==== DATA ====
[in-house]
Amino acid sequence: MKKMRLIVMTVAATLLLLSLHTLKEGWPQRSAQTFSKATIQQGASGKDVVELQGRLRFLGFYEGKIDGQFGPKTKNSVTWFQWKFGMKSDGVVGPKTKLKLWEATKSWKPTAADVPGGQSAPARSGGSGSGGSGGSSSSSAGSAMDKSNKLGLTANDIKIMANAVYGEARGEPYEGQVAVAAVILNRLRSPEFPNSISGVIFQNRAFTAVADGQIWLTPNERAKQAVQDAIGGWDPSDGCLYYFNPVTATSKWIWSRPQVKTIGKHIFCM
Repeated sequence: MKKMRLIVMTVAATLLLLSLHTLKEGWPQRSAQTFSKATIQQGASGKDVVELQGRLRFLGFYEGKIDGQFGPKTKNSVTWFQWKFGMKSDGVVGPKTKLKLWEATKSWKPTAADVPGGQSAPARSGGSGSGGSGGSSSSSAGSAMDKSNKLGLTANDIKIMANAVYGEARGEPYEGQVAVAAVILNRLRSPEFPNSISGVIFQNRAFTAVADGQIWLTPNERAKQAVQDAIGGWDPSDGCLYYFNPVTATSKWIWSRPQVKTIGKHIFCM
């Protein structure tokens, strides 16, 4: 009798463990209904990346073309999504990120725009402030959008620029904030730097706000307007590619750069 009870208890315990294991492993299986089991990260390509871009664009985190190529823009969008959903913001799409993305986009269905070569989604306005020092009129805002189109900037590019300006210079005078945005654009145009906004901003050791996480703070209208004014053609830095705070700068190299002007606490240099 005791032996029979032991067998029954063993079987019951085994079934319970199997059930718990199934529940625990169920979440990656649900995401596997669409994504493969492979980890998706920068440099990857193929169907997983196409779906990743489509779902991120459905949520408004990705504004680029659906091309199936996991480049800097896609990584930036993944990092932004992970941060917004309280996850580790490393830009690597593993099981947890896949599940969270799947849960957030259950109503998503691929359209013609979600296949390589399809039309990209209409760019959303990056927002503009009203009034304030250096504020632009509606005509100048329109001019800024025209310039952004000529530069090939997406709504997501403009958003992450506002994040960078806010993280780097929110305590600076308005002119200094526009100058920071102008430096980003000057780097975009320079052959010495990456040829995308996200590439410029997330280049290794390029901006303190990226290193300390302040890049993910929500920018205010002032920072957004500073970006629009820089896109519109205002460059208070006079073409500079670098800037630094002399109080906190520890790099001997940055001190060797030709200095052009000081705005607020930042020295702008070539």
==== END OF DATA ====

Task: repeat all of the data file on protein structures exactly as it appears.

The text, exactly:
[in-house]
Amino acid sequence: MKKMRLIVMTVAATLLLLSLHTLKEGWPQRSAQTFSKATIQQGASGKDVVELQGRLRFLGFYEGKIDGQFGPKTKNSVTWFQWKFGMKSDGVVGPKTKLKLWEATKSWKPTAADVPGGQSAPARSGGSGSGGSGGSSSSSAGSAMDKSNKLGLTANDIKIMANAVYGEARGEPYEGQVAVAAVILNRLRSPEFPNSISGVIFQNRAFTAVADGQIWLTPNERAKQAVQDAIGGWDPSDGCLYYFNPVTATSKWIWSRPQVKTIGKHIFCM
Repeated sequence: MKKMRLIVMTVAATLLLLSLHTLKEGWPQRSAQTFSKATIQQGASGKDVVELQGRLRFLGFYEGKIDGQFGPKTKNSVTWFQWKFGMKSDGVVGPKTKLKLWEATKSWKPTAADVPGGQSAPARSGGSGSGGSGGSSSSSAGSAMDKSNKLGLTANDIKIMANAVYGEARGEPYEGQVAVAAVILNRLRSPEFPNSISGVIFQNRAFTAVADGQIWLTPNERAKQAVQDAIGGWDPSDGCLYYFNPVTATSKWIWSRPQVKTIGKHIFCM
């Protein structure tokens, strides 16, 4: 009798463990209904990346073309999504990120725009402030959008620029904030730097706000307007590619750069 009870208890315990294991492993299986089991990260390509871009664009985190190529823009969008959903913001799409993305986009269905070569989604306005020092009129805002189109900037590019300006210079005078945005654009145009906004901003050791996480703070209208004014053609830095705070700068190299002007606490240099 005791032996029979032991067998029954063993079987019951085994079934319970199997059930718990199934529940625990169920979440990656649900995401596997669409994504493969492979980890998706920068440099990857193929169907997983196409779906990743489509779902991120459905949520408004990705504004680029659906091309199936996991480049800097896609990584930036993944990092932004992970941060917004309280996850580790490393830009690597593993099981947890896949599940969270799947849960957030259950109503998503691929359209013609979600296949390589399809039309990209209409760019959303990056927002503009009203009034304030250096504020632009509606005509100048329109001019800024025209310039952004000529530069090939997406709504997501403009958003992450506002994040960078806010993280780097929110305590600076308005002119200094526009100058920071102008430096980003000057780097975009320079052959010495990456040829995308996200590439410029997330280049290794390029901006303190990226290193300390302040890049993910929500920018205010002032920072957004500073970006629009820089896109519109205002460059208070006079073409500079670098800037630094002399109080906190520890790099001997940055001190060797030709200095052009000081705005607020930042020295702008070539």